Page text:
Alcoholics -- so far at least rats addicted to the bitter drop -- can be
saved from relapse following abstinence from drinking by turning off a
trigger in the brain. Israeli and US researchers were able to identify
and deactivate a brain pathway linked to cravings for alcohol, thus
preventing the rodents from seeking alcohol and drinking it.
researchers -- headed by Dr. Segev Barak of Tel Aviv University’s
School of Psychological Sciences and the Sagol School of Neuroscience,
Profs. Dorit Ron and Patrician Janak of the University of California at
San Francisco, on Sunday night published their findings online in
Nature Neuroscience. The study was conducted in the University of California, San Francisco, in the lab of Professor Dorit Ron.
Although the research was conducted in lab
animals, the authors believe it is quite possible that similar studies
will soon test the same treatment strategy in humans, and that the study
paves the way for treatment of other addictions, including tobacco.
of the main causes of relapse is craving, triggered in the memory by
certain cues -- like going into a bar, or the smell or taste of
alcohol,” said Barak, the lead author. “What we learned is that when
rats were exposed to the smell or taste of alcohol there was a small
window of opportunity to target the area of the brain that
reconsolidates the memory of the craving for alcohol and to weaken or
erase the memory -- and thus the craving.”
In the study,
researchers trained rats to voluntarily access 20 percent alcohol
solution in special chambers by pushing levers, and they drank high
amount of alcohol for three months. They were then put through a 10-day
period of abstinence from alcohol.
Later the animals were
exposed to alcohol either by smell or taste. In the first part of the
experiment, rodents were then killed (under anesthesia) and their brains
scanned to identify the neural pathway that retrieved and
reconsolidated -- the memory of the alcohol. They found activation of a
molecular pathway called the mammalian target of rapamycin complex 1
(or, mTORC1). This activation was specific to a select region of the
amygdala, a structure linked to emotional reactions and withdrawal from
alcohol, and cortical regions involved in memory processing.
the second part. the researchers sought to prevent the reconsolidation
of the memory, thus preventing relapse. They found that when the rats
were presented with just a small drop of alcohol, the smell and taste
activated the mTORC1 pathway. Once mTORC1 was activated, the
alcohol-memory stabilized (reconsolidated) and the rats relapsed on the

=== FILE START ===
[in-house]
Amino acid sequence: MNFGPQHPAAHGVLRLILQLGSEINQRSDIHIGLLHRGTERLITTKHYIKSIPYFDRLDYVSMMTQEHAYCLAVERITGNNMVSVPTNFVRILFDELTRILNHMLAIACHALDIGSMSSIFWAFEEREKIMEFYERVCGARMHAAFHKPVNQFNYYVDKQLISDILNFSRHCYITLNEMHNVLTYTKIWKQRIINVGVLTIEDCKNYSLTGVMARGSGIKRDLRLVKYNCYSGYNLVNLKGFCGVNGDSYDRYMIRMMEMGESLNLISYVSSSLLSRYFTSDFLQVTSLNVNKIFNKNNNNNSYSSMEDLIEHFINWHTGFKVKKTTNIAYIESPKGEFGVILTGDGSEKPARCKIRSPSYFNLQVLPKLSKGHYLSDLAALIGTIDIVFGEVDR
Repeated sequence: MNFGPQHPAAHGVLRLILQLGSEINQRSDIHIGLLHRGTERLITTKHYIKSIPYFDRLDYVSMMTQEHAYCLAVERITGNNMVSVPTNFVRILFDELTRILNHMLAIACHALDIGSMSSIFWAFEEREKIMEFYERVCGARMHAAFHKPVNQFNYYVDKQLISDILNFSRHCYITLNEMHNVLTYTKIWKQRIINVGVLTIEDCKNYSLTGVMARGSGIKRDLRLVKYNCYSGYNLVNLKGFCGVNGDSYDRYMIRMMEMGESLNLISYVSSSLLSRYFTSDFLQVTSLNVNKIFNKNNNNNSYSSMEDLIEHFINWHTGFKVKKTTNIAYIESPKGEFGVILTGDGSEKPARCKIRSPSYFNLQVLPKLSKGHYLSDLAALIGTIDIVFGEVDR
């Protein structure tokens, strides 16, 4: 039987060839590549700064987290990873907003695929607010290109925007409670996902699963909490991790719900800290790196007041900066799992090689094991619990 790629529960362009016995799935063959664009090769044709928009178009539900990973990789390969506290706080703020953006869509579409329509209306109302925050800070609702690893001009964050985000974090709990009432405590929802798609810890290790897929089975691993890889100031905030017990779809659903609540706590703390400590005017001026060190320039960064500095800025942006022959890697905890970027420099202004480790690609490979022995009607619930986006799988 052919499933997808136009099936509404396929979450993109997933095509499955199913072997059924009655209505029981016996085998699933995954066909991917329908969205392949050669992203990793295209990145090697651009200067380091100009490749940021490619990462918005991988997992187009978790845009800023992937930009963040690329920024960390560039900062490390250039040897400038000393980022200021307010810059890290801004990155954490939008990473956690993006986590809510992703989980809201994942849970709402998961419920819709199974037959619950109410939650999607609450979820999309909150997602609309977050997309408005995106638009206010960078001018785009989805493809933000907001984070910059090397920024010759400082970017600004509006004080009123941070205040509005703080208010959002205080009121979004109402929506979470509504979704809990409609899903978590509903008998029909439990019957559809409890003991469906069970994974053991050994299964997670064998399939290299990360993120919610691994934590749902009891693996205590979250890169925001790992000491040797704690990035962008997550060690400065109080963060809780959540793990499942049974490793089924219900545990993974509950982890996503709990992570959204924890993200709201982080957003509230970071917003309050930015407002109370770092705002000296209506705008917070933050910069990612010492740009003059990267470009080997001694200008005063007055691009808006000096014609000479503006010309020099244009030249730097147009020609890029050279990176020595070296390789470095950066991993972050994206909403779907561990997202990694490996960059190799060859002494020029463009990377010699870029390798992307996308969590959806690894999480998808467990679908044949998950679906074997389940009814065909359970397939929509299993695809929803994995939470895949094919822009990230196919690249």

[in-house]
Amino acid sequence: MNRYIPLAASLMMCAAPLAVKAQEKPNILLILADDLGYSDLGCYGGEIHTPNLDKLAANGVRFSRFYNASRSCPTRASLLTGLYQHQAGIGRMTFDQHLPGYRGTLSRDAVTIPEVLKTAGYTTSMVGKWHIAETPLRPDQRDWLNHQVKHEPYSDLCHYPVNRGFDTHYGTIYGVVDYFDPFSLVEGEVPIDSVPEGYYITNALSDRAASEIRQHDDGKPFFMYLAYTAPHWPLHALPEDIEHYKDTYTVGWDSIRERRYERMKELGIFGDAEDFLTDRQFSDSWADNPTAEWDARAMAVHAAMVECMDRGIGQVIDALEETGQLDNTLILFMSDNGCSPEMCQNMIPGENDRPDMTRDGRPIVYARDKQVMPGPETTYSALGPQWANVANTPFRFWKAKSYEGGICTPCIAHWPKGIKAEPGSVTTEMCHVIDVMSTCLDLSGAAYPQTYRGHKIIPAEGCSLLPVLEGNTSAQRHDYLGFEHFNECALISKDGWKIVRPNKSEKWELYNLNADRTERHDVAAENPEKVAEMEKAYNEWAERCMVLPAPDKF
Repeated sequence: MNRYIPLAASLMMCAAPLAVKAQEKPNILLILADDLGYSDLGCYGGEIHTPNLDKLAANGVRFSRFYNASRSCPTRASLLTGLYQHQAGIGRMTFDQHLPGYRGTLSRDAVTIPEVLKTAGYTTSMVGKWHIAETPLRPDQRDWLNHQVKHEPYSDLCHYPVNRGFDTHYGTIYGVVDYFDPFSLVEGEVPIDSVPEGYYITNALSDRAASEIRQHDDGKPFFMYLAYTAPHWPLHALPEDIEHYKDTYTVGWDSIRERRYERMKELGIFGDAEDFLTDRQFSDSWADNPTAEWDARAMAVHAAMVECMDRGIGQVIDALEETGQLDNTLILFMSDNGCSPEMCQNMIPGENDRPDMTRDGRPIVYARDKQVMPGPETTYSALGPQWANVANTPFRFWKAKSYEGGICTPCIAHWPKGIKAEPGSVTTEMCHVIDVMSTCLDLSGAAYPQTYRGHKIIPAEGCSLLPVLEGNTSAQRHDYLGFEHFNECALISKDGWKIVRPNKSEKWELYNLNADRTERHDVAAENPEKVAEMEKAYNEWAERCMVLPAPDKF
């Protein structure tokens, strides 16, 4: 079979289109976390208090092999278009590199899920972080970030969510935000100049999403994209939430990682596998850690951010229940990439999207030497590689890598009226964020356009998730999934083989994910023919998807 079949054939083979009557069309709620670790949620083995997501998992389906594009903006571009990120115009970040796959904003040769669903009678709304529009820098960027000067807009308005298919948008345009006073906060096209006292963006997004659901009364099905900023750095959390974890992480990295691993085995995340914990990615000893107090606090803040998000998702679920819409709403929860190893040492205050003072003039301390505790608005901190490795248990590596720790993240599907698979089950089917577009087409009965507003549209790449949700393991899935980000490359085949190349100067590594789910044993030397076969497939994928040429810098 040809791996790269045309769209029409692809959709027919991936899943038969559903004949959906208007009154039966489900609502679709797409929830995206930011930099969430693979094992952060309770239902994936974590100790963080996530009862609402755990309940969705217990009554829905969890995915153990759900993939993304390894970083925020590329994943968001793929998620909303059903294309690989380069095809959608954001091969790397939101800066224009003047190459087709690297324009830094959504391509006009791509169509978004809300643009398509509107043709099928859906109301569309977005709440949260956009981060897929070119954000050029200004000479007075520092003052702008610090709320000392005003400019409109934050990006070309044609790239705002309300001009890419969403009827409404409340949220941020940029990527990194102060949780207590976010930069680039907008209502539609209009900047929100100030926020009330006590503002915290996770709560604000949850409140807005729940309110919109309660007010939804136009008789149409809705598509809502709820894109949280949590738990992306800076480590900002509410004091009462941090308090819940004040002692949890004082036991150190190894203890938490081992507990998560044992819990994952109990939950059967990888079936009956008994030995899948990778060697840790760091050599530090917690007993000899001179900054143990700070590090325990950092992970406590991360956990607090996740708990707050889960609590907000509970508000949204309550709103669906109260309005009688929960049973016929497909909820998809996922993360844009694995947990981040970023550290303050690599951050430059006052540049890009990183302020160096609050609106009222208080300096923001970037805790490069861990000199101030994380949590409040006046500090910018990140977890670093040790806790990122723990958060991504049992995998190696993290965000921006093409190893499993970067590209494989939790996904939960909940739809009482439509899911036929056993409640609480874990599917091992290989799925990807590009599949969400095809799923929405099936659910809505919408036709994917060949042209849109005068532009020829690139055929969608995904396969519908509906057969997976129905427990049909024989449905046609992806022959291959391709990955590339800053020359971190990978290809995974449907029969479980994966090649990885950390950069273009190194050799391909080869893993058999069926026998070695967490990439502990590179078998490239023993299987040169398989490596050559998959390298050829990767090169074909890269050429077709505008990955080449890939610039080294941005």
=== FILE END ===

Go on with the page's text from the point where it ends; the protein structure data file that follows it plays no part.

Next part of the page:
following days, meaning in this case, that they pushed the lever to
dispense more alcohol.
However, in rats where the mTORC1 pathway
was deactivated using a drug called rapamycin, administered immediately
after the exposure to the cue (smell, taste), there was no relapse to
alcohol seeking the next day, and drinking remained suppressed for up to
14 days, the end point of the study.
“The smell and taste of
alcohol were such strong cues that we could target the memory
specifically without impacting other memories (like a craving for sugar,
for example),” said Barak, who added that he has been doing brain
studies for many years and has never seen such a robust and specific
activation in the brain.
The study is an “important first step
in the research, but more studies are needed to determine whether
rapamycin -- a drug currently approved as an immunosuppressant for
kidney transplant patients -- would have the same effect in humans. In
future research, Barak plans to investigate in his TAU lab whether the
use of behavioral manipulations, in lieu of pharmaceuticals, could
produce similar results.
“One of the main problems in alcoholism
is relapse, and there are not many treatments. Even with an efficient
treatment, 70% to 80% of the patients will relapse in the first year,”
Barak says. “It’s really thrilling that we were able to completely erase
the memory and prevent relapse in these animals. This could be a
revolution in treatment approaches for addiction, in terms of erasing
unwanted memories and thereby manipulating the brain triggers that are
so problematic for people with addictions” he said.
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